• When you do something out of the norm, people do have a hard time understanding (i.e., they think you’re crazy). That’s so cool that you not only disconnect, but contribute to the lives of dozens of young men at the same time.

  • Great advice and so timely. I appreciate your genuine and authentic writing style. Have you ever noticed how much better you sleep when you have been “free of the tablet, laptop or smart phone” for several hours prior to bedtime? Ironically I am packing up for a three day self imposed “off the grid” retreat. One thing I put in the backpack that really helps to slow my mind down is a box of crayons and a couple of coloring book. Can’t wait to mindlessly just color inside and outside the lines! I love the fact that sparkspace promotes adults playing.

    • Paula, you’re absolutely right about the sleep. I even thing my dreams are different (better) when I’m unplugged!

      I LOVE the coloring book idea. I’ve heard coloring books are making a big comeback for adults as a way to de-stress.

    • Sharon DeSize

      Love coloring as a de-stresser and miss the days when my son and I colored together! Not only some bonding time but your mind is so free of everything while you color!

  • Julie Kaufman

    You called me out with this one Mark! When did the latest “HouseWife” show suddenly take over the priority in my evenings? And as soon as I look at TV, Facebook, YouTube, and the endless electronic “time suck” things, I’m totally disconnect from others, and really, my own self needs. Time to re-assess! Thanks for the kick!

    • Consider it a gentle, loving kick. I needed it, too.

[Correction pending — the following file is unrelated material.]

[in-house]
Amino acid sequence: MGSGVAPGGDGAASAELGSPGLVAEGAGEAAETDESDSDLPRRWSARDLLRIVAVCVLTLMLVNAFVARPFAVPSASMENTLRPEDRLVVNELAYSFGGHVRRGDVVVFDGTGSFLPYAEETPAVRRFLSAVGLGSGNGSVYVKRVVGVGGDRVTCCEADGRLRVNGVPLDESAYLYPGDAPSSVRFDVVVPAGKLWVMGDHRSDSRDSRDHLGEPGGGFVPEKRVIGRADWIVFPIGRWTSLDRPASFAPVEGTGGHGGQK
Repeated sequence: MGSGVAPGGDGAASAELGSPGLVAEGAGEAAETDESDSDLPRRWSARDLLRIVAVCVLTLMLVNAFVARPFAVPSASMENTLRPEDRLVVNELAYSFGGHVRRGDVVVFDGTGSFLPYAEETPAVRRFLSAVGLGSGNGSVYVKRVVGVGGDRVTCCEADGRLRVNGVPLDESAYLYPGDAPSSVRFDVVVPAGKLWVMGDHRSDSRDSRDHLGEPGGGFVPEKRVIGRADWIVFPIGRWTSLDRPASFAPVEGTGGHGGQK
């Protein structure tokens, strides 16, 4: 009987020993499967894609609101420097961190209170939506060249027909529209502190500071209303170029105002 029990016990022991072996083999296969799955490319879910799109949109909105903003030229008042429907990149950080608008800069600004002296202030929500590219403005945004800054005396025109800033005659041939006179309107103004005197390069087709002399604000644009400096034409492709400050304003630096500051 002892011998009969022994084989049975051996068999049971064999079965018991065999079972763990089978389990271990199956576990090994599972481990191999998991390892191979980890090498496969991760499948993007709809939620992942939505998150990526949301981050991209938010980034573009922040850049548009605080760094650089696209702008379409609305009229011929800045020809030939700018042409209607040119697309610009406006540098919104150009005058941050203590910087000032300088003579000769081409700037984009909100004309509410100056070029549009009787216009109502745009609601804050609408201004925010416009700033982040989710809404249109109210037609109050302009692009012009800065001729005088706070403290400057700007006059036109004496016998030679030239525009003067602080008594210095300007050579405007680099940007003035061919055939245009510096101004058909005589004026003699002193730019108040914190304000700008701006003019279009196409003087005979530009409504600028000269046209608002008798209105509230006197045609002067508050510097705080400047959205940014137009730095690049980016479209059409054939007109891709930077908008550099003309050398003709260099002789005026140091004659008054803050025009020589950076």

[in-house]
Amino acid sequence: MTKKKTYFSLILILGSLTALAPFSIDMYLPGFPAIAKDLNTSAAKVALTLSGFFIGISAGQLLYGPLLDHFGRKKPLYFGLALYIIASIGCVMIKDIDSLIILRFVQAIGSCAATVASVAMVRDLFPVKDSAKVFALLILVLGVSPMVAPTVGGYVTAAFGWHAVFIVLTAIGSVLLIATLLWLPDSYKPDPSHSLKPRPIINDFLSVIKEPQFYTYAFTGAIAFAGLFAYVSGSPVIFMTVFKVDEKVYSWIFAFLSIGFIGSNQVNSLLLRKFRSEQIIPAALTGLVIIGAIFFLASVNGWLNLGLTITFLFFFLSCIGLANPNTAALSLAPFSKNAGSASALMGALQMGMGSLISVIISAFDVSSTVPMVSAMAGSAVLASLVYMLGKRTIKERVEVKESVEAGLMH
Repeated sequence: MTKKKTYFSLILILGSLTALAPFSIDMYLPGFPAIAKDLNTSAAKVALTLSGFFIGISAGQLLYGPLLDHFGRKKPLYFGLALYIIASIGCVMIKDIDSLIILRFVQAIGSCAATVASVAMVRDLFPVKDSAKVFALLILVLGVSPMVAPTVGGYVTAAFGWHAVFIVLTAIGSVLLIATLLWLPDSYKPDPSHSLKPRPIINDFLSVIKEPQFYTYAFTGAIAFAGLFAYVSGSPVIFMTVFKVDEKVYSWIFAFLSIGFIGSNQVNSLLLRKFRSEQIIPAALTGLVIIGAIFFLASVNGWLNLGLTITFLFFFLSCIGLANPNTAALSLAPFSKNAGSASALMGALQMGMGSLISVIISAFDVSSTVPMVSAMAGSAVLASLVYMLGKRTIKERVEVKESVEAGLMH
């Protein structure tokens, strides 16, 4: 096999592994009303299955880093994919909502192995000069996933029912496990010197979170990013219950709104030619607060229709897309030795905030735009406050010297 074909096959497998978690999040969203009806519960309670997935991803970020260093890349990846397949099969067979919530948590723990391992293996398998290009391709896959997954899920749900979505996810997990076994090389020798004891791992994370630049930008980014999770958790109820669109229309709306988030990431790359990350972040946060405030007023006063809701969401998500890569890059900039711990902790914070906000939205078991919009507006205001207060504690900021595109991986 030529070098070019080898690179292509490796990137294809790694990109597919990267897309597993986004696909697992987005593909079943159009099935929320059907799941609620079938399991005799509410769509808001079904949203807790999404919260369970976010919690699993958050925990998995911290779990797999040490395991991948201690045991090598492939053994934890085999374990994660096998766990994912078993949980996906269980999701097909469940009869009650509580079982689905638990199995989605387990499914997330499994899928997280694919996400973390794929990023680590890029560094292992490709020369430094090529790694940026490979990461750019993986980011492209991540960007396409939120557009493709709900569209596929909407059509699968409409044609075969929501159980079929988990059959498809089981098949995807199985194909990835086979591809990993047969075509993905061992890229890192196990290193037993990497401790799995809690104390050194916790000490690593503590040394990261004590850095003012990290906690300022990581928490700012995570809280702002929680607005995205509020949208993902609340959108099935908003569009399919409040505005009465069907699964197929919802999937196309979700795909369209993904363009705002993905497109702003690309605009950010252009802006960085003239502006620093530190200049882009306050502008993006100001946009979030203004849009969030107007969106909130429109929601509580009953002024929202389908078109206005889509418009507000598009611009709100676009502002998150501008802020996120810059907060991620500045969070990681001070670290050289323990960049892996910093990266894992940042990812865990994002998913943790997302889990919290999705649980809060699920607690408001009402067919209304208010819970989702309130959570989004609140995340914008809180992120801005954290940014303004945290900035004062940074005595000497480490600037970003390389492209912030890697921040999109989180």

• Sarah Brenamen

    Being born in the year 1990 has been both a blessing and a curse for me. I have experienced so many technological changes over the past 25 years, that it is hard to remember “the good old days” that other generations have experienced. I can’t tell you how frustrating it is when a group of my friends go out to dinner and everyone is more interested in Facebook then the real life people in front of them! I make a conscience effort to keep the phone/tablet away while in the company of another person, but find myself spending more time on Facebook and Instagram than I should. This is definitely something to work on!

    • Sarah, your observation about the “good old days” is interesting. Without a technology-free reference point, it’s hard to even imagine what life would be like without it. We now have an entire generation that thinks it’s normal to look at a phone instead of a face…even on a date! Glad to know there is at least one person born in 1990 or later that would rather talk to someone who is right in front of them.

  • Bethany Fox

    Well said Mark. My co-worker and I were just talking about the amount of time wasted and the unneeded emotional stress and the “self-defeating practice of comparing your life to what you see, hear, and read on the internet” that Facebook easily provides. It’s exhausting. AND as others have commented, so many people are more concerned about their phones rather than the person across the table at dinner. Look around in a restaurant some time…it’s rather sad. Anyway, thanks for this candid, relevant article. Much appreciated.

    • I sense a real anti-technology movement waiting to happen. And you could be our leader!

  • Sharon Young

    I have really been trying to spend more time going ‘tech free’, but I find that if I go too many days without checking personal email, there is too much to read. So, the next step is to eliminate all lists/feeds/etc. where I don’t find every message to be extremely useful or thought provoking. (Messages from SparkSpace will of course remain on the list!). Less in the inbox = less time in email.

    • A. sparkspace should definitely stay on the list. 😉